From education to employment

International STEM Day: Sector Response

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The skills gap presents a major challenge for the UK if it is to keep up with its global counterparts. Indeed, research out today has warned that Britain will struggle to fill the jobs of the future if computer science and artificial intelligence (AI) are not made part of the school curriculum. 

Developing the technology at pace is key, but developing young peoples’ understanding of the technology is critical if the UK is to keep up with the rising demands for STEM skills.

Sector Response

Heather DaweHead of Data, UK, UST:

With women representing only 35% of STEM higher education students in the UK, International STEM Day presents a good moment to discuss how we can encourage more women into choosing STEM subjects and careers. This is particularly urgent as we continue to face a tech skills crisis with demand massively outstripping supply.  

“Firstly, we must shift our perception of viewing STEM subjects as purely technical to more creative ones that require us to imagine new solutions. Making STEM subjects, such as coding, compulsory will ensure all students learn how to build software and have an appreciation for how digital processes work – both critical in our digital era. 

“Secondly, we need more female role models in STEM careers and more women teaching STEM subjects. The failure to address this is leading to a persistent gender imbalance. From a young age, girls are influenced by their surroundings, so showing them female role models will allow them to imagine themselves in such positions. 

“Lastly, I want to highlight the importance of diverse outlooks more broadly in the way we develop technology – not only does this bring more perspectives for better problem solving, but it also helps make AI and ML algorithms more safe and unbiased.”

Séverine TrouilletGlobal Affairs Director for Dassault Systèmes:

“STEM day provides an important reminder for industries to harness the next generation of talent. They will be the future scientists, engineers and programmers helping solve some of the world’s most pressing issues.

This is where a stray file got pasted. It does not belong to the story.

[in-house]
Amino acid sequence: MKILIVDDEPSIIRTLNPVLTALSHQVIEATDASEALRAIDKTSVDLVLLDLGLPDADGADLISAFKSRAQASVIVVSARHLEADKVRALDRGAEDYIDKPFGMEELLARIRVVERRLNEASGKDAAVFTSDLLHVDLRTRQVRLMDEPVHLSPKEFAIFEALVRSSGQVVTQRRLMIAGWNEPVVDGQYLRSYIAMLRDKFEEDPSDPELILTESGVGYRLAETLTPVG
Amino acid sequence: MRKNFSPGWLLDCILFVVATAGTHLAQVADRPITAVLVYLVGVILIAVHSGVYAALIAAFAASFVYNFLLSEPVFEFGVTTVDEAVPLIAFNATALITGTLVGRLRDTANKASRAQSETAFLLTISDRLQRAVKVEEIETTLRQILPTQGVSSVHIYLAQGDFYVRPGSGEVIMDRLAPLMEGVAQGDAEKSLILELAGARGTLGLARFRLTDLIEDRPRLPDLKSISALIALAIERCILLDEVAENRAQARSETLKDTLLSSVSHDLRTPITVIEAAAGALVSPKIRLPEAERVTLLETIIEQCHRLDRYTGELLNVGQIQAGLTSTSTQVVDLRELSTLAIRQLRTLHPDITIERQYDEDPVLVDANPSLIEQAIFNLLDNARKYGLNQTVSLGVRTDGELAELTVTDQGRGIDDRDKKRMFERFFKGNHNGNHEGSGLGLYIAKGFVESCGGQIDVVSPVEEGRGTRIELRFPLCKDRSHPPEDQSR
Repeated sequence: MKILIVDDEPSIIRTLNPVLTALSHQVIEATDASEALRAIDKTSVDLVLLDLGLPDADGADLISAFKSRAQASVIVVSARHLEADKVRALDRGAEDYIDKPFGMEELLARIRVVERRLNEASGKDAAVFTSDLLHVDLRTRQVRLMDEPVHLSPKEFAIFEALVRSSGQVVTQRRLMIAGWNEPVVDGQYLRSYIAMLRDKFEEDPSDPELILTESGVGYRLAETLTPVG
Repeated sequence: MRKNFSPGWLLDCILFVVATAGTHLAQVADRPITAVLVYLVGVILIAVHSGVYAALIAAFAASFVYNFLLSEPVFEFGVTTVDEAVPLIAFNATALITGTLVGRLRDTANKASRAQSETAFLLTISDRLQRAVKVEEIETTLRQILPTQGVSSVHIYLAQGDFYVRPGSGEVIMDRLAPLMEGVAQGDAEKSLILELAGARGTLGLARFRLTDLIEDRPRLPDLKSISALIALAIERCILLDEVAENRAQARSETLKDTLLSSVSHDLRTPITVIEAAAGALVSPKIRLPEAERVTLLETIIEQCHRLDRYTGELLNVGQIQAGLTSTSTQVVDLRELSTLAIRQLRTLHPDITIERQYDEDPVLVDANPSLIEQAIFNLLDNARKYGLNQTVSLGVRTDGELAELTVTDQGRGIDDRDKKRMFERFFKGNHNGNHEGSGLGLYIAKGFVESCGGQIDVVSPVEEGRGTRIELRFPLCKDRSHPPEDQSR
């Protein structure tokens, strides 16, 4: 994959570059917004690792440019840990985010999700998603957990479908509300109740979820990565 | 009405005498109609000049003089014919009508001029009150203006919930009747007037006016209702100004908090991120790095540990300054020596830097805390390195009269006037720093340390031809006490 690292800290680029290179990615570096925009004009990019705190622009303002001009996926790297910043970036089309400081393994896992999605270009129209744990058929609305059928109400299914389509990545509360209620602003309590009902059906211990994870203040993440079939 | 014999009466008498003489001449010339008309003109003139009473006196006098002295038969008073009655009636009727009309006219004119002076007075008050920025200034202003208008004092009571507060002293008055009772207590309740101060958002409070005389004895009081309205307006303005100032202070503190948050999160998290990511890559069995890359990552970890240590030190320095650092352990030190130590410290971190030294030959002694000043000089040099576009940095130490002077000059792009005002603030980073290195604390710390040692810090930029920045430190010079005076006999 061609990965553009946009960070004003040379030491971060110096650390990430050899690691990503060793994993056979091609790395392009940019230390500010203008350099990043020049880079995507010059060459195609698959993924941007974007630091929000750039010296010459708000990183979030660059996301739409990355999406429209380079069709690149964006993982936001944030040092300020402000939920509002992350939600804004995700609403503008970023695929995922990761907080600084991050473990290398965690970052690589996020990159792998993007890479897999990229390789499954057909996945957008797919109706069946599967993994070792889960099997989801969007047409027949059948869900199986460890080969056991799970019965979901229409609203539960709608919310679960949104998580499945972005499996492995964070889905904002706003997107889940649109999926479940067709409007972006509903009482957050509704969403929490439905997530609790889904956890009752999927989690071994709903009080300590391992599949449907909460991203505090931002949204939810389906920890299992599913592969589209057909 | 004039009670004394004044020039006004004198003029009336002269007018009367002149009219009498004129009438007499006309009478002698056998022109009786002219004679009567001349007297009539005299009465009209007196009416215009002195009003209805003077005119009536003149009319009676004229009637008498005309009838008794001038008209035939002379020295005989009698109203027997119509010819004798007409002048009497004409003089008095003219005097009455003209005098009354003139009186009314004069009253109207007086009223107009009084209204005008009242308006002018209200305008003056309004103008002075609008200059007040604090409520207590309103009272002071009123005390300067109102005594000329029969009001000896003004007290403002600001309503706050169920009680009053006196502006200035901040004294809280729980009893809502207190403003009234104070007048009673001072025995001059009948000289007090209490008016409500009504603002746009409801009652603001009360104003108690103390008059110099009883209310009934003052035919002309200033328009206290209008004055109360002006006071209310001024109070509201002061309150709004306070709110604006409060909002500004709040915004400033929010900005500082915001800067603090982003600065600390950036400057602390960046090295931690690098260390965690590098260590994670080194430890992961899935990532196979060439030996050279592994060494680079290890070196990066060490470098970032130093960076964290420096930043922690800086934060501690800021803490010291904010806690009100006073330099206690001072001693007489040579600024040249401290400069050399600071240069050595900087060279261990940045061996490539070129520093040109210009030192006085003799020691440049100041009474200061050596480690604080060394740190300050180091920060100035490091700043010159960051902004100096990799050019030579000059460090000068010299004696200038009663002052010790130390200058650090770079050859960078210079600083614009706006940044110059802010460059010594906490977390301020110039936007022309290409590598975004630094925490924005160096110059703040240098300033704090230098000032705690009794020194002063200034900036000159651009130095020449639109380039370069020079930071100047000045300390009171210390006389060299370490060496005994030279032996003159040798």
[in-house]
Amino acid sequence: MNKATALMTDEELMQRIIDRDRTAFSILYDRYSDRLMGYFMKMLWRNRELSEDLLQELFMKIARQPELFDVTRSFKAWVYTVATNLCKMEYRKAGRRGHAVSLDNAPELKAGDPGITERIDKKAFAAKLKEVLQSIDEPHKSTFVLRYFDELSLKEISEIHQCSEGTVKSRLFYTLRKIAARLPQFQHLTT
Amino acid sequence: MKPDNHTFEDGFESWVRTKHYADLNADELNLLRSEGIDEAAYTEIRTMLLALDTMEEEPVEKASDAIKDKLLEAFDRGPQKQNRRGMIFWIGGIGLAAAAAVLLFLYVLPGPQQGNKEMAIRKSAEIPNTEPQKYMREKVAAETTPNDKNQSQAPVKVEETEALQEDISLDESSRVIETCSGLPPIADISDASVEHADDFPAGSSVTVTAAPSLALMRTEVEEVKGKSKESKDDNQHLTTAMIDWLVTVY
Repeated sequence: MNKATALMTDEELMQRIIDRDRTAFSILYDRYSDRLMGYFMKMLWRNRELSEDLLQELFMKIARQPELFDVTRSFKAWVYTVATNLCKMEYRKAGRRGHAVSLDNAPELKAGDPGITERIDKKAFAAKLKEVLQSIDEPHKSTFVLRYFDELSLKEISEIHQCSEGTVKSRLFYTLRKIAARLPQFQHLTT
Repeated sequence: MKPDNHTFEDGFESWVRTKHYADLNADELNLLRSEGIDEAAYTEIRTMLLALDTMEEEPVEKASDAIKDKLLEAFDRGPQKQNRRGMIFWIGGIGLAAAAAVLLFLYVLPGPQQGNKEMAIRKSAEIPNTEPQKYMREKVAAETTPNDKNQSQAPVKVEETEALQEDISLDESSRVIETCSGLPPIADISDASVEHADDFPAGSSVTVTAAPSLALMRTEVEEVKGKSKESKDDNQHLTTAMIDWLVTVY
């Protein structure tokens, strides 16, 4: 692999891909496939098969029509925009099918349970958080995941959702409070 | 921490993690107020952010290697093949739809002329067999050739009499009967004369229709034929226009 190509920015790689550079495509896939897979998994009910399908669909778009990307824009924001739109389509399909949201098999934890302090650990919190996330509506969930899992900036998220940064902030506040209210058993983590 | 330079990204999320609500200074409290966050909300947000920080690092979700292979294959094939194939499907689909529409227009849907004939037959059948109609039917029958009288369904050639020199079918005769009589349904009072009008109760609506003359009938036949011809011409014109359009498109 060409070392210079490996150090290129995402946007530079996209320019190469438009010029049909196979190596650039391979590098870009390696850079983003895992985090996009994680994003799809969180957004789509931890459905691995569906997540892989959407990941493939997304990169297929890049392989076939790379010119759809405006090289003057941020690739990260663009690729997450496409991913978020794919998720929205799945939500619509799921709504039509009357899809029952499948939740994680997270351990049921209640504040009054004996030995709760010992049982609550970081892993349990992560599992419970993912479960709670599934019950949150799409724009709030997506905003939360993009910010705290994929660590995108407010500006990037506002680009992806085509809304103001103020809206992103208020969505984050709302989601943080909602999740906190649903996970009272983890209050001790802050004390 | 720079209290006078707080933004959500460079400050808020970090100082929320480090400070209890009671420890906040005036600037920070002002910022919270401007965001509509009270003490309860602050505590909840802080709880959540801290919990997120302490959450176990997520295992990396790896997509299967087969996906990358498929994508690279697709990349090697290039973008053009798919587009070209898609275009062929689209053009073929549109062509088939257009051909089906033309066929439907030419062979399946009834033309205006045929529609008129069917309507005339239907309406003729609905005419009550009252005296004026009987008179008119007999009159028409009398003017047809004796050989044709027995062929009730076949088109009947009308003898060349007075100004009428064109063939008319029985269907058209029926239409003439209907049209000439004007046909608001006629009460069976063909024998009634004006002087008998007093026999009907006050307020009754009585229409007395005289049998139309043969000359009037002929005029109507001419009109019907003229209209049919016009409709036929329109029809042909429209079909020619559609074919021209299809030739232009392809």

Innovation gives young talent the courage, confidence, and creativity to think of new ideas to solve challenging concerns. STEM enables students to take risks whilst developing the reasoning skills needed to achieve results. I believe strongly in providing all school students with as strong a STEM education as possible; and we must also provide young talent with the opportunity to demonstrate these skills on an ongoing basis.

For instance, we are currently inviting students to take part in finding solutions to tackle climate change using our 3DEXPERIENCE platform. These types of opportunities allow young learners the chance to display teamwork, practice their STEM knowledge and understand in greater detail what is needed to create a business case for sustainable technology.

To continue accelerating technology in sustainability, leading policymakers and businesses must continue to focus on progressing STEM education worldwide. In turn, this will upskill the next generation of talent who will play a key role in finding solutions to crucial challenges such as the race to net zero.”

Magda Wood Chief of Learning at Micro: bit Educational Foundation: 

“To properly forecast how STEM’s diversity will improve, we need to scrutinise education policy. Getting more girls into STEM is not a question of lacking the ability or enjoyment – girls continue to outperform boys academically when they do take these subjects, and our experience shows equal enjoyment. But, with a continued emphasis on high stake exams, growing budget deficits and the teacher shortage crisis creating pressure on subject funding decisions by school leadership, it is unsurprising schools are reverting focus to attainment in core subject areas, and that girls – who often have more choice in picking subjects at GCSE as higher academic performers – are diverted from STEM. Computing A-Level, for example, was 82% male students this year. 

We know the younger we engage girls in technology, the better, and it is imperative teacher resources, hardware and software are all designed with greater inclusivity in mind. Female primary school teachers – the majority in the primary profession – are becoming positive early role models in digital skills, but our research shows a lack of confidence, skills, and resources. We can’t ignore that teacher vacancies are soaring, with computing one of the worst hit subjects at secondary level, up by 70%. If we’re to make meaningful progress toward STEM diversity, greater support and investment needs to be consistently maintained at the grassroots level in schools.” 

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